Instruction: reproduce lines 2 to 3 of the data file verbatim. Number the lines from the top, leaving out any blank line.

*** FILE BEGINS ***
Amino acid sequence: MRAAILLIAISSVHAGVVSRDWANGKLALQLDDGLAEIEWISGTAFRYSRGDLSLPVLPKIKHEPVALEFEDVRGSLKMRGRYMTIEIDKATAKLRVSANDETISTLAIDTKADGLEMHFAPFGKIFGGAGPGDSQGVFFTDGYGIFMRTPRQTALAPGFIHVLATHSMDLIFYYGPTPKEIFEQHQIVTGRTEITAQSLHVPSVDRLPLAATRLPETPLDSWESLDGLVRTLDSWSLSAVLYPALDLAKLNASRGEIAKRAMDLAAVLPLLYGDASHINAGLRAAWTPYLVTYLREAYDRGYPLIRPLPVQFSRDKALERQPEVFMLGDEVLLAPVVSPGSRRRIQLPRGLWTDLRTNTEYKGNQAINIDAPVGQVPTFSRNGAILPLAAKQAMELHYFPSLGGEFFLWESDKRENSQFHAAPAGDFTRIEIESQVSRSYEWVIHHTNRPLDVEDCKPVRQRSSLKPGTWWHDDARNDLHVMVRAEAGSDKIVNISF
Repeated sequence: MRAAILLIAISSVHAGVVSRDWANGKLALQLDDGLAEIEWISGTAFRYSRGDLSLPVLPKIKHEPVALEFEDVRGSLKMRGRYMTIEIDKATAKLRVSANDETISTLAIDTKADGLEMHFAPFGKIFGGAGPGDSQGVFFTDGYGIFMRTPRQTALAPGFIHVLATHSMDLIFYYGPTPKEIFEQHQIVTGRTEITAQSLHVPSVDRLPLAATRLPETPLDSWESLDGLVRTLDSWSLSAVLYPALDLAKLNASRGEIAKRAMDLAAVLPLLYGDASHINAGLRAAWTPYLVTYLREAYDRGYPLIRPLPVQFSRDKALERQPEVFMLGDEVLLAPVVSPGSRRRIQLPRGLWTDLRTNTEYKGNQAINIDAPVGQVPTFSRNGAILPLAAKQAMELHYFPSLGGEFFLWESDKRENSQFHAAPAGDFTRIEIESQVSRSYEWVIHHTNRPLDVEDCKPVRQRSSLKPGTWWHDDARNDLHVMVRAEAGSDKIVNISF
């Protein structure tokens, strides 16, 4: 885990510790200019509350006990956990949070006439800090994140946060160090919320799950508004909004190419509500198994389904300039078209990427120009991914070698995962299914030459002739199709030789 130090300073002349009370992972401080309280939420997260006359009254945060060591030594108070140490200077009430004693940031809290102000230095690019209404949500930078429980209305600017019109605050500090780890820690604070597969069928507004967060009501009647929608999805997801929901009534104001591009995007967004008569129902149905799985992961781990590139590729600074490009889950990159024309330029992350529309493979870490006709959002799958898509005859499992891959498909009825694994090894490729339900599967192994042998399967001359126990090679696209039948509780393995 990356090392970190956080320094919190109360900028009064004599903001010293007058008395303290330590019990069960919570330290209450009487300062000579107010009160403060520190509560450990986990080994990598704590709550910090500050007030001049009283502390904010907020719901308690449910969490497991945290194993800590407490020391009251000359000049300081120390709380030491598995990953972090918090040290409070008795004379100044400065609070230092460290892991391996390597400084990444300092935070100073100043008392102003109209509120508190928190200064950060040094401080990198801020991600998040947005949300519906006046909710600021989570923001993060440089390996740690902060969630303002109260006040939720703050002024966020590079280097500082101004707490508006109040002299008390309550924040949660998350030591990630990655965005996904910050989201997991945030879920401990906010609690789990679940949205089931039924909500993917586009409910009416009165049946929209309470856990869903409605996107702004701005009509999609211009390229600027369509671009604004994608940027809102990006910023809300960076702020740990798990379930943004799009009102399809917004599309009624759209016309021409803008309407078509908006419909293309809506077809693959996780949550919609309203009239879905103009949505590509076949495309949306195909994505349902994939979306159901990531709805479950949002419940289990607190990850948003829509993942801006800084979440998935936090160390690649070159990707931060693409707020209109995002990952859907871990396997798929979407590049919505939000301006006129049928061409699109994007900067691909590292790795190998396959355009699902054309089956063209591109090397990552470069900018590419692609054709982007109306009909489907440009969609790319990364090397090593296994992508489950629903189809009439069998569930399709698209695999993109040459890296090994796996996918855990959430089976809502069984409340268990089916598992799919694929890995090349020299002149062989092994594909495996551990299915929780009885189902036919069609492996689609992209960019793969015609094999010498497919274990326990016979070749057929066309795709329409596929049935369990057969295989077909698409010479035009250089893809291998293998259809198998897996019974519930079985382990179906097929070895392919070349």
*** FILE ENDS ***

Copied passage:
Repeated sequence: MRAAILLIAISSVHAGVVSRDWANGKLALQLDDGLAEIEWISGTAFRYSRGDLSLPVLPKIKHEPVALEFEDVRGSLKMRGRYMTIEIDKATAKLRVSANDETISTLAIDTKADGLEMHFAPFGKIFGGAGPGDSQGVFFTDGYGIFMRTPRQTALAPGFIHVLATHSMDLIFYYGPTPKEIFEQHQIVTGRTEITAQSLHVPSVDRLPLAATRLPETPLDSWESLDGLVRTLDSWSLSAVLYPALDLAKLNASRGEIAKRAMDLAAVLPLLYGDASHINAGLRAAWTPYLVTYLREAYDRGYPLIRPLPVQFSRDKALERQPEVFMLGDEVLLAPVVSPGSRRRIQLPRGLWTDLRTNTEYKGNQAINIDAPVGQVPTFSRNGAILPLAAKQAMELHYFPSLGGEFFLWESDKRENSQFHAAPAGDFTRIEIESQVSRSYEWVIHHTNRPLDVEDCKPVRQRSSLKPGTWWHDDARNDLHVMVRAEAGSDKIVNISF
């Protein structure tokens, strides 16, 4: 885990510790200019509350006990956990949070006439800090994140946060160090919320799950508004909004190419509500198994389904300039078209990427120009991914070698995962299914030459002739199709030789 130090300073002349009370992972401080309280939420997260006359009254945060060591030594108070140490200077009430004693940031809290102000230095690019209404949500930078429980209305600017019109605050500090780890820690604070597969069928507004967060009501009647929608999805997801929901009534104001591009995007967004008569129902149905799985992961781990590139590729600074490009889950990159024309330029992350529309493979870490006709959002799958898509005859499992891959498909009825694994090894490729339900599967192994042998399967001359126990090679696209039948509780393995 990356090392970190956080320094919190109360900028009064004599903001010293007058008395303290330590019990069960919570330290209450009487300062000579107010009160403060520190509560450990986990080994990598704590709550910090500050007030001049009283502390904010907020719901308690449910969490497991945290194993800590407490020391009251000359000049300081120390709380030491598995990953972090918090040290409070008795004379100044400065609070230092460290892991391996390597400084990444300092935070100073100043008392102003109209509120508190928190200064950060040094401080990198801020991600998040947005949300519906006046909710600021989570923001993060440089390996740690902060969630303002109260006040939720703050002024966020590079280097500082101004707490508006109040002299008390309550924040949660998350030591990630990655965005996904910050989201997991945030879920401990906010609690789990679940949205089931039924909500993917586009409910009416009165049946929209309470856990869903409605996107702004701005009509999609211009390229600027369509671009604004994608940027809102990006910023809300960076702020740990798990379930943004799009009102399809917004599309009624759209016309021409803008309407078509908006419909293309809506077809693959996780949550919609309203009239879905103009949505590509076949495309949306195909994505349902994939979306159901990531709805479950949002419940289990607190990850948003829509993942801006800084979440998935936090160390690649070159990707931060693409707020209109995002990952859907871990396997798929979407590049919505939000301006006129049928061409699109994007900067691909590292790795190998396959355009699902054309089956063209591109090397990552470069900018590419692609054709982007109306009909489907440009969609790319990364090397090593296994992508489950629903189809009439069998569930399709698209695999993109040459890296090994796996996918855990959430089976809502069984409340268990089916598992799919694929890995090349020299002149062989092994594909495996551990299915929780009885189902036919069609492996689609992209960019793969015609094999010498497919274990326990016979070749057929066309795709329409596929049935369990057969295989077909698409010479035009250089893809291998293998259809198998897996019974519930079985382990179906097929070895392919070349």